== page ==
What does the "court of public opinion" matter when it never amounts to more than a nasty glance at the grocery store. Imagine instead, her father showed up at the station, shot him dead in front of his superiors and a jury very clearly nullified his conviction because the prosecutor had called an act of second, if not first degree murder, against the man's daughter an "innocent mistake."

That's about where we're at as a country before the system will start to stand up and take notice.

Clearly some sort of civil disobedience is called for. No people have ever gone to the extent of some Catholic dogmatists for whom authority is never to be flouted unless it asks us to do something intrinsically wrong.

Imagine being a Jew in Berlin 1936. The authorities forbid you to walk on sidewalk. Are you morally obliged to obey?

A good case can be made that when the authorities know that the line has to be pushed exceedingly far to get even civil disobedience, human nature will make it easier for them to do wrong. That's true of bullies, but true of most people to some degree.

Mike, that seems to be right. It is, really, what accountability relates to: it is not enough to 'have a rule' about something for people to tend toward right behavior, there has to be some sort of expectation that malfeasance will be brought to account.

Socially, once we lose any expectation that wrong-doing will be brought to account in the next life (the atheists and agnostics don't even think there is a next life, the New Agers don't believe it means anything like being held to account, and even 60% to 80% of Christians believe that going to the next life means "going to a better place", automatically), the only practical possibility for people expecting to be held accountable is in this life. But no government can do enough of it to really make people believe it matters, and indeed since government is made up of the same people, government itself will trend to malfeasance when we lose general accountability from the hereafter. It is yet another reason why government and religion together are two essential pillars of civil society.

Interestingly, this kind of logic is being used by those who defend the rioters (though not the looters) in Fergusen and Baltimore. We and they are basically asking, "How far must we be pushed before it's legitimate to rebel?"

I'm not saying it's right, and I'm not saying the situations are exactly analogous. I'm not sure I have a real point. :) Just noting the similarity.

Jake, the only "rebellion" I would suggest in the situation in the main post is defying an arguably unconstitutional court order that says you can't tell anybody, including a lawyer, that the police staged a home invasion in your home at the order of a corrupt prosecutor on a fishing expedition and trying to punish you for making political donations he disapproves of. Hence, telling someone. And suing the pants off them for a color of law constitutional violation. That's the big rebellion I'm suggesting.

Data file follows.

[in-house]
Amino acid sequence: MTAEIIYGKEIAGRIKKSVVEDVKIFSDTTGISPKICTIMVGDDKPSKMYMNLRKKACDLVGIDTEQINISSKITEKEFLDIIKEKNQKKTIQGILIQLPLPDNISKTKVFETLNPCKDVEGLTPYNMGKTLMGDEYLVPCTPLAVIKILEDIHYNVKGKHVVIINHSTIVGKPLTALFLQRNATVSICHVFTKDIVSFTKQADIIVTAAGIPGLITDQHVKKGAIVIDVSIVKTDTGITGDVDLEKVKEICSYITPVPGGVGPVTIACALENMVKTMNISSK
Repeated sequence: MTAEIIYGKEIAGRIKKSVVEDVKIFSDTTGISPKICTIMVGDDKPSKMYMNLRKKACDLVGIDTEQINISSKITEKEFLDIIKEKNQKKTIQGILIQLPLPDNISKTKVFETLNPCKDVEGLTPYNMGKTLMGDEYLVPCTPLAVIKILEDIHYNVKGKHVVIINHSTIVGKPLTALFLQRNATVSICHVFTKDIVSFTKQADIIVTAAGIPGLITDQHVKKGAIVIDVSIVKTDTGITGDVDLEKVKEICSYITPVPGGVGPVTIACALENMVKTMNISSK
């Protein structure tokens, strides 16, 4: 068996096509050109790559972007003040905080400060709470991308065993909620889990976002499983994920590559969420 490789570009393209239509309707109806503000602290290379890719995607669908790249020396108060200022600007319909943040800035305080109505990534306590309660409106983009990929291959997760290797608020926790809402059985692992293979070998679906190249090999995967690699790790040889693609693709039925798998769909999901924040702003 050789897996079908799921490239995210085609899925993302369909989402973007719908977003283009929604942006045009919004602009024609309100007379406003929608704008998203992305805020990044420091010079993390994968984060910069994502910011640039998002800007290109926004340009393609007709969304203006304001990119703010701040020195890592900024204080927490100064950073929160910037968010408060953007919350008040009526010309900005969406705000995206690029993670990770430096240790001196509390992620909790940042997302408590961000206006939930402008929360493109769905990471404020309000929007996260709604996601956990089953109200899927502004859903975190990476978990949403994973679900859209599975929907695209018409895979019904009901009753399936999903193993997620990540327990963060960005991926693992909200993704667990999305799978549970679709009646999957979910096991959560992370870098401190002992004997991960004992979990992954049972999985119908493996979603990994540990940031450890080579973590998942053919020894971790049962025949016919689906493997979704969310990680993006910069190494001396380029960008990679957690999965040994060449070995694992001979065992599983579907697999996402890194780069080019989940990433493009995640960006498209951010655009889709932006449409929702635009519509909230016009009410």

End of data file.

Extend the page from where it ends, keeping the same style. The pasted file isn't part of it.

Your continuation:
Refusing to go along with illegal orders is not analogous to destroying the private property of innocent third parties (many of them victims themselves) to make a statement that "you aren't going to go along with officially countenanced corruption any more." The so-called "logic" being used to defend rioters by suggesting that they are right to destroy other people's property 'just because' is not really logic at all, it is merely frustration seizing any tool at hand and pretending it is the right tool merely because no other tool is ready to hand. Sure, they want to claim it is logical, but we don't have to accept that.

And even if (let's pray it never gets there) it ever became morally appropriate to rebel, such morally sound behavior doesn't encompass attacking those who are not responsible for the evil. Violence for the sake of sheer frustration, without being directed at a legitimate target, is always immoral.

Post a comment

Bold Italic Underline Quote

Note: In order to limit duplicate comments, please submit a comment only once. A comment may take a few minutes to appear beneath the article.

Although this site does not actively hold comments for moderation, some comments are automatically held by the blog system. For best results, limit the number of links (including links in your signature line to your own website) to under 3 per comment as all comments with a large number of links will be automatically held. If your comment is held for any reason, please be patient and an author or administrator will approve it. Do not resubmit the same comment as subsequent submissions of the same comment will be held as well.